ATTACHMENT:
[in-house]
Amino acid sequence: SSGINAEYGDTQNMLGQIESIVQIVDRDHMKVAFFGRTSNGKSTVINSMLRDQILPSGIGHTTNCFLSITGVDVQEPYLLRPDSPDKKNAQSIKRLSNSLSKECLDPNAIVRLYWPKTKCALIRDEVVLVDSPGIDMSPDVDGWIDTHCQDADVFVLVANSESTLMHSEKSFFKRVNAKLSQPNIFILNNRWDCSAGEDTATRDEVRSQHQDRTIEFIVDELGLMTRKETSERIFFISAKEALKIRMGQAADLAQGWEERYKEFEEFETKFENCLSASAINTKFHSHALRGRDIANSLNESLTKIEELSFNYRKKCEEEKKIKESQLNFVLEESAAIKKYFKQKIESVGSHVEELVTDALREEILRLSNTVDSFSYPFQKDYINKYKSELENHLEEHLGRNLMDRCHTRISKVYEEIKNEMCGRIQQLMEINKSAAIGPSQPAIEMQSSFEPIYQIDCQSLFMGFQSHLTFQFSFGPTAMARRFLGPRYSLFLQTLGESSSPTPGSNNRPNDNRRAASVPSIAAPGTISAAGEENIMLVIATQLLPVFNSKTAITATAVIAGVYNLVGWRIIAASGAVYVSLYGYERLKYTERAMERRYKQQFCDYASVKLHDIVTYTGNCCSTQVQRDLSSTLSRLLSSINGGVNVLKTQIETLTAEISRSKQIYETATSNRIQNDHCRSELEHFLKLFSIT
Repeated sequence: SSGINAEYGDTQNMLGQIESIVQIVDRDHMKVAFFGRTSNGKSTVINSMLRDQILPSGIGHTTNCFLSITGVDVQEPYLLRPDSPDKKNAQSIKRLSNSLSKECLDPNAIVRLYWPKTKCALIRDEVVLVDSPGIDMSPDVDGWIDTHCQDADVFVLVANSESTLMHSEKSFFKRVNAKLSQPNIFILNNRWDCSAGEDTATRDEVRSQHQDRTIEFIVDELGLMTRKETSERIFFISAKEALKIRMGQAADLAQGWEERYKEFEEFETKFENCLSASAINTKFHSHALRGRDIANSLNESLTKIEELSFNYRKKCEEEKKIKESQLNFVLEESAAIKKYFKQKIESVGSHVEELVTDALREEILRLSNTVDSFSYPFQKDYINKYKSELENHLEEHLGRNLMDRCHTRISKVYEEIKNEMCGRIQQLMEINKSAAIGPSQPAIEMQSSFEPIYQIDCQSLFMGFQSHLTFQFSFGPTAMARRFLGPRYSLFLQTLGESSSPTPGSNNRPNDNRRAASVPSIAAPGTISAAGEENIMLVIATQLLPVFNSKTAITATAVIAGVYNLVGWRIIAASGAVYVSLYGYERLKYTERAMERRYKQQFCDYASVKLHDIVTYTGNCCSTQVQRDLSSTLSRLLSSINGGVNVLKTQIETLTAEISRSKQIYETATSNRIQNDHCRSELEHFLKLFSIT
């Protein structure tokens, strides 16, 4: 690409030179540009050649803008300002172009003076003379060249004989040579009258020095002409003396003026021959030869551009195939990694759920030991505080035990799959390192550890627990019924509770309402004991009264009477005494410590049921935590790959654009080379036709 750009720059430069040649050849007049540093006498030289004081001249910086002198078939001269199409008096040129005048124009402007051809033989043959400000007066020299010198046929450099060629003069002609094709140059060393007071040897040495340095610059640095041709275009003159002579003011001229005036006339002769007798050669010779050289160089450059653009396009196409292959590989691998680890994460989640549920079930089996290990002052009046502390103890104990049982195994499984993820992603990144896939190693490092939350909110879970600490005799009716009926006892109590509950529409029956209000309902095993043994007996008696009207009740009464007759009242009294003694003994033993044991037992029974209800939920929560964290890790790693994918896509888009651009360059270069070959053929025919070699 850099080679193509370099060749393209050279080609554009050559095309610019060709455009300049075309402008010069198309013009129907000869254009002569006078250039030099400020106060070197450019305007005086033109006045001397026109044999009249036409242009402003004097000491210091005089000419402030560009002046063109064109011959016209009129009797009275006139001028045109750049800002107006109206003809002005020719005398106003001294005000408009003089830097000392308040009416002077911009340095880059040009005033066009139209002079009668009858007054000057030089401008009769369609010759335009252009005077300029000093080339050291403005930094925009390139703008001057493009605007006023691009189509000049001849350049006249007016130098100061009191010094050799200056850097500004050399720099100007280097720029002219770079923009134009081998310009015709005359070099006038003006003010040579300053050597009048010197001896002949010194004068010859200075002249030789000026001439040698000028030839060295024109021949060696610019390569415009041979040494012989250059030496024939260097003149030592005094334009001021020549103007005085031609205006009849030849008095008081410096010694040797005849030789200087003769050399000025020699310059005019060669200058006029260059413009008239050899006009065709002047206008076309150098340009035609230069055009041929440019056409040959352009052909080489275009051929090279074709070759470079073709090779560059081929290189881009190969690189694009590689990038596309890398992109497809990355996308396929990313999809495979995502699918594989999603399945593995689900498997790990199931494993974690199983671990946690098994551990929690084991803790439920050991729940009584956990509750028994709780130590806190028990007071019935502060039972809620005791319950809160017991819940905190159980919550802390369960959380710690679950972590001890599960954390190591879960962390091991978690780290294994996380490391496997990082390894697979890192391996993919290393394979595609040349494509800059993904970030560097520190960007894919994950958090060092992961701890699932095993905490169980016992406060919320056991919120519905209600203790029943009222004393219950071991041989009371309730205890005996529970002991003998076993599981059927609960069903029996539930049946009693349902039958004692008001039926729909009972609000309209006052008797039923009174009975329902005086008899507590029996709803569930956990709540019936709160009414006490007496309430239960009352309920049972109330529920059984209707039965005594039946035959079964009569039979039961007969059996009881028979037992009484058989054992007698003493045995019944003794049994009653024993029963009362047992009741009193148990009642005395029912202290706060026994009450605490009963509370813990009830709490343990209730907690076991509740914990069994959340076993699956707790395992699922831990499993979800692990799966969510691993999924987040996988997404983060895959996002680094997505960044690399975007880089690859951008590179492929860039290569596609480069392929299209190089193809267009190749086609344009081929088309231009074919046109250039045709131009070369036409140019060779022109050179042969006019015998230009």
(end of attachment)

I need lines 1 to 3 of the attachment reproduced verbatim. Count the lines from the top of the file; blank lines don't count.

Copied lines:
[in-house]
Amino acid sequence: SSGINAEYGDTQNMLGQIESIVQIVDRDHMKVAFFGRTSNGKSTVINSMLRDQILPSGIGHTTNCFLSITGVDVQEPYLLRPDSPDKKNAQSIKRLSNSLSKECLDPNAIVRLYWPKTKCALIRDEVVLVDSPGIDMSPDVDGWIDTHCQDADVFVLVANSESTLMHSEKSFFKRVNAKLSQPNIFILNNRWDCSAGEDTATRDEVRSQHQDRTIEFIVDELGLMTRKETSERIFFISAKEALKIRMGQAADLAQGWEERYKEFEEFETKFENCLSASAINTKFHSHALRGRDIANSLNESLTKIEELSFNYRKKCEEEKKIKESQLNFVLEESAAIKKYFKQKIESVGSHVEELVTDALREEILRLSNTVDSFSYPFQKDYINKYKSELENHLEEHLGRNLMDRCHTRISKVYEEIKNEMCGRIQQLMEINKSAAIGPSQPAIEMQSSFEPIYQIDCQSLFMGFQSHLTFQFSFGPTAMARRFLGPRYSLFLQTLGESSSPTPGSNNRPNDNRRAASVPSIAAPGTISAAGEENIMLVIATQLLPVFNSKTAITATAVIAGVYNLVGWRIIAASGAVYVSLYGYERLKYTERAMERRYKQQFCDYASVKLHDIVTYTGNCCSTQVQRDLSSTLSRLLSSINGGVNVLKTQIETLTAEISRSKQIYETATSNRIQNDHCRSELEHFLKLFSIT
Repeated sequence: SSGINAEYGDTQNMLGQIESIVQIVDRDHMKVAFFGRTSNGKSTVINSMLRDQILPSGIGHTTNCFLSITGVDVQEPYLLRPDSPDKKNAQSIKRLSNSLSKECLDPNAIVRLYWPKTKCALIRDEVVLVDSPGIDMSPDVDGWIDTHCQDADVFVLVANSESTLMHSEKSFFKRVNAKLSQPNIFILNNRWDCSAGEDTATRDEVRSQHQDRTIEFIVDELGLMTRKETSERIFFISAKEALKIRMGQAADLAQGWEERYKEFEEFETKFENCLSASAINTKFHSHALRGRDIANSLNESLTKIEELSFNYRKKCEEEKKIKESQLNFVLEESAAIKKYFKQKIESVGSHVEELVTDALREEILRLSNTVDSFSYPFQKDYINKYKSELENHLEEHLGRNLMDRCHTRISKVYEEIKNEMCGRIQQLMEINKSAAIGPSQPAIEMQSSFEPIYQIDCQSLFMGFQSHLTFQFSFGPTAMARRFLGPRYSLFLQTLGESSSPTPGSNNRPNDNRRAASVPSIAAPGTISAAGEENIMLVIATQLLPVFNSKTAITATAVIAGVYNLVGWRIIAASGAVYVSLYGYERLKYTERAMERRYKQQFCDYASVKLHDIVTYTGNCCSTQVQRDLSSTLSRLLSSINGGVNVLKTQIETLTAEISRSKQIYETATSNRIQNDHCRSELEHFLKLFSIT